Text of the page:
Liberation by Eyeshadow

Friday the 13th marked a major milestone for me. I got a make-up lesson from a professional make-up artist, Treasure nyembezi. This may not seem like a big deal to you, but for me it was a huge step towards “reclaiming my muchness”.

Treasure and I

When I was young I hero worshipped my uncle, Malome Tshepo. I drank raw eggs, because he drank raw eggs. I went fishing, hunting and camping because he did. Whatever I could do to emulate or impress him, I did. For some reason Malome Tshepo had a thing against make-up and nail polish. He would disdainfully describe make-up as “wearing a disguise” and complained how some women went up in a puff of multi-coloured dust when you so much as sat next to them.

I grew up feeling that “decorating” yourself was wrong, even though I did not know why, so I avoided it. I would apply nail polish when I was away at boarding school. I’d feel guilty the way other kids do when sneaking a cigarette, but I never ever touched make-up. Luckily for me I had fared well in the genetic lottery and I can easily pull off going around bare faced, and so I did. However make-up is more than just a disguise. It can be, but you can also use it as a self-expression tool much like putting a flower in your hair on the first day of Spring or a pretty, flowing scarf around your neck when you are feeling feminine. It can be used to evoke your sexiness, sassiness, sultriness, confidence, etc. It is a wonderful magic wand that for a long time I had exiled myself from.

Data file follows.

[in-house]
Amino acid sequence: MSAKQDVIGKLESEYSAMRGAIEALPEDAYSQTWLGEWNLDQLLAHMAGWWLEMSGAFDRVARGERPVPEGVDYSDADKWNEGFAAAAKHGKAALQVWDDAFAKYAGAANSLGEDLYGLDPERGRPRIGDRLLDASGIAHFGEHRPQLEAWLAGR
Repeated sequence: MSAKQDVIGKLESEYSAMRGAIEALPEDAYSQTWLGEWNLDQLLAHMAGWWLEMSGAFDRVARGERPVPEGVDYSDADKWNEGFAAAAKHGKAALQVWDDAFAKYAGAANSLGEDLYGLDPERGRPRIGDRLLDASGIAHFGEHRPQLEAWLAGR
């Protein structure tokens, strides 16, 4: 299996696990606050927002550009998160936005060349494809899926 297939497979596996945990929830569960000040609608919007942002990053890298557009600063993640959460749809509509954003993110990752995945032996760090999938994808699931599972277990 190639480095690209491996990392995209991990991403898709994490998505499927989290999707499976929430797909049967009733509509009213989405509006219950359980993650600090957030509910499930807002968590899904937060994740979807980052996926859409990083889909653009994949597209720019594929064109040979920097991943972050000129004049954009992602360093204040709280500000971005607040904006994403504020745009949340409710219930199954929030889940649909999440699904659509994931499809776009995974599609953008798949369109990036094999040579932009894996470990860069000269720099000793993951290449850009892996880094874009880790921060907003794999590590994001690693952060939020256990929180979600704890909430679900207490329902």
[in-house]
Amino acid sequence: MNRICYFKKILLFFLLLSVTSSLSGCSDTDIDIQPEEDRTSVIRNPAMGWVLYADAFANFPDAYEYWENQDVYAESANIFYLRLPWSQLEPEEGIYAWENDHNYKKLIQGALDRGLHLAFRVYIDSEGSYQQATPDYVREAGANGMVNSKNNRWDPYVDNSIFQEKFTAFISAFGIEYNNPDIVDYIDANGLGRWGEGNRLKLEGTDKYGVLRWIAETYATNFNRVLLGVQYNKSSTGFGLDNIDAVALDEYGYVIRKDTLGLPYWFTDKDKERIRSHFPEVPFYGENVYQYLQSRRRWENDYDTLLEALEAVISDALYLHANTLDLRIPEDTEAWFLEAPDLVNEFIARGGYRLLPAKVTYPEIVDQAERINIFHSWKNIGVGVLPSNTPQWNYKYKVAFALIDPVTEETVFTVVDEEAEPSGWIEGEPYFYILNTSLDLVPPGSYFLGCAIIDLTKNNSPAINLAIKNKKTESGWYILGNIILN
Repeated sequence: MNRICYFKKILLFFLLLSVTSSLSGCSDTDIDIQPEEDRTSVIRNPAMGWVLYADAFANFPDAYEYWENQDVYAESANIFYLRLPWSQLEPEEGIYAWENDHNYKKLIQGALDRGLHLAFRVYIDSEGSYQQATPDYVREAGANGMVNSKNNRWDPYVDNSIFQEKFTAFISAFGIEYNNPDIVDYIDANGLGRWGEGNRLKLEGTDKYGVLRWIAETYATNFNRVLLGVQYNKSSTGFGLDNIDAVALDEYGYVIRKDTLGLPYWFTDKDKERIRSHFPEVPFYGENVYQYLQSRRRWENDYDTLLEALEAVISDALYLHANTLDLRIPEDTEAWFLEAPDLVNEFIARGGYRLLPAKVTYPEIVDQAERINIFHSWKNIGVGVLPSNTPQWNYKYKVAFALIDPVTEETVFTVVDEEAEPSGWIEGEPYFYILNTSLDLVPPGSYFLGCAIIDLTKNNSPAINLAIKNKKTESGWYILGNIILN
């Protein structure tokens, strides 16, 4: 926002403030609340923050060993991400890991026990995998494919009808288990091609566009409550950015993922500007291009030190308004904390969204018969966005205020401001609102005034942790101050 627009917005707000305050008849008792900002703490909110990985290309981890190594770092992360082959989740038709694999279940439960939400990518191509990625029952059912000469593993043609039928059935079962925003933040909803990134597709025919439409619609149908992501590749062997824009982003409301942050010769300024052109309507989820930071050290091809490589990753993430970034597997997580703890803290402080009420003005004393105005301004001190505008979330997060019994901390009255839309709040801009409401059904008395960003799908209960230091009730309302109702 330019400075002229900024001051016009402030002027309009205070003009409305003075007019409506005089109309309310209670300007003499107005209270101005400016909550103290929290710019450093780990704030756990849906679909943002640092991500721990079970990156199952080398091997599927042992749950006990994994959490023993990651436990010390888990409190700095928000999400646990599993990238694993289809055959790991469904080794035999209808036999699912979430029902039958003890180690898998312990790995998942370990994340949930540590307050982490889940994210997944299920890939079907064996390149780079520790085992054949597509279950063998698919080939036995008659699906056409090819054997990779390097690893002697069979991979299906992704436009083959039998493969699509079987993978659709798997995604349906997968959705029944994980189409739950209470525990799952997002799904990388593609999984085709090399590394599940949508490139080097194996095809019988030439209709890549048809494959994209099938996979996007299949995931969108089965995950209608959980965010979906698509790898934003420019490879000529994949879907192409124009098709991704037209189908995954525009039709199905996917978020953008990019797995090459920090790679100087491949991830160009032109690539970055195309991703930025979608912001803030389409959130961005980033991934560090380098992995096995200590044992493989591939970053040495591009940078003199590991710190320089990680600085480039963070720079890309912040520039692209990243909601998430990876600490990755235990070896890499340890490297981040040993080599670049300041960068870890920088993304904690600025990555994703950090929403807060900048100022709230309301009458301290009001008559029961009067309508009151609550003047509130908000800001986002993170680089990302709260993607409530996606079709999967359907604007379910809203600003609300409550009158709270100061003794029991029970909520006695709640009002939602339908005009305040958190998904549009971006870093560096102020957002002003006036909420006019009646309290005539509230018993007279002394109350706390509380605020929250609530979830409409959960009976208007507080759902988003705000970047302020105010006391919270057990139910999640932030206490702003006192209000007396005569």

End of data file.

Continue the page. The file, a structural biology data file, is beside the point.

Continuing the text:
My uncle died a couple of years ago. By then I had long realised that not all the issues I carried were mine and had started detangling myself from inherited issues. So I would get my face done, but only for very special occasions, and even then I struggled to touch it up in public. I can do it now, but I haven’t quite shaken off the sense of disobedience. On a practical level my biggest problem was my utter lack of skills. Since I did not experiment with cosmetics in my teens and twenties, anything more complicated that applying eye-liner, mascara and lipstick was beyond me.

Some weeks ago I sheepishly asked a friend of mine, Lulu, who is always prettily made-up to give me lessons. What she did instead, bless her soul, was arrange for me to get lessons from a professional make-up artist. There was a catch. The session would be at the cosmetics counter of the Edgars Store at Melrose Arch (read in public) and I would have to tweet about it. Talk about having to face your issues head on!

I took my bare, and terrified face to the lesson, asked really “dump” questions the entire time in front of other people, I wrote notes and dutifully tweeted about it. At each step I could feel myself shake off my uncle’s ghost.  I loved my look so much that afterwards I went to paint the town Red, Bronze and Cinnamon. Yes, it turns out Cinnamon is a colour. Who knew?

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